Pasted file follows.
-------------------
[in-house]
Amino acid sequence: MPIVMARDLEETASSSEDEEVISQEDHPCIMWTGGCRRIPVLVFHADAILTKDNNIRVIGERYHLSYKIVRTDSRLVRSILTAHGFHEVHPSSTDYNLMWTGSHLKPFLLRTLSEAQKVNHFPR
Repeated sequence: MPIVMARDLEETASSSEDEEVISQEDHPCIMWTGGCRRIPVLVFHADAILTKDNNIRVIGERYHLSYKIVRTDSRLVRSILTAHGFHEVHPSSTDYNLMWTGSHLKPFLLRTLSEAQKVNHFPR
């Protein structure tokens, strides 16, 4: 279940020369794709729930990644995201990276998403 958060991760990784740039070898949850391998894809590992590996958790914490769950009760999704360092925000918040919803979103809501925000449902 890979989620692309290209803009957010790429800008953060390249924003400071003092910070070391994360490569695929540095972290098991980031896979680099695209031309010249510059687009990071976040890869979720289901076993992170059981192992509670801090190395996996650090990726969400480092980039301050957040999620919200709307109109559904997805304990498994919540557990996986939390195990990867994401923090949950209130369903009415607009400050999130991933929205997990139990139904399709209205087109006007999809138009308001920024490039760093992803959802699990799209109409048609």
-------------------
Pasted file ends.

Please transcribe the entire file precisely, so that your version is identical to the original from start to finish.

[in-house]
Amino acid sequence: MPIVMARDLEETASSSEDEEVISQEDHPCIMWTGGCRRIPVLVFHADAILTKDNNIRVIGERYHLSYKIVRTDSRLVRSILTAHGFHEVHPSSTDYNLMWTGSHLKPFLLRTLSEAQKVNHFPR
Repeated sequence: MPIVMARDLEETASSSEDEEVISQEDHPCIMWTGGCRRIPVLVFHADAILTKDNNIRVIGERYHLSYKIVRTDSRLVRSILTAHGFHEVHPSSTDYNLMWTGSHLKPFLLRTLSEAQKVNHFPR
């Protein structure tokens, strides 16, 4: 279940020369794709729930990644995201990276998403 958060991760990784740039070898949850391998894809590992590996958790914490769950009760999704360092925000918040919803979103809501925000449902 890979989620692309290209803009957010790429800008953060390249924003400071003092910070070391994360490569695929540095972290098991980031896979680099695209031309010249510059687009990071976040890869979720289901076993992170059981192992509670801090190395996996650090990726969400480092980039301050957040999620919200709307109109559904997805304990498994919540557990996986939390195990990867994401923090949950209130369903009415607009400050999130991933929205997990139990139904399709209205087109006007999809138009308001920024490039760093992803959802699990799209109409048609």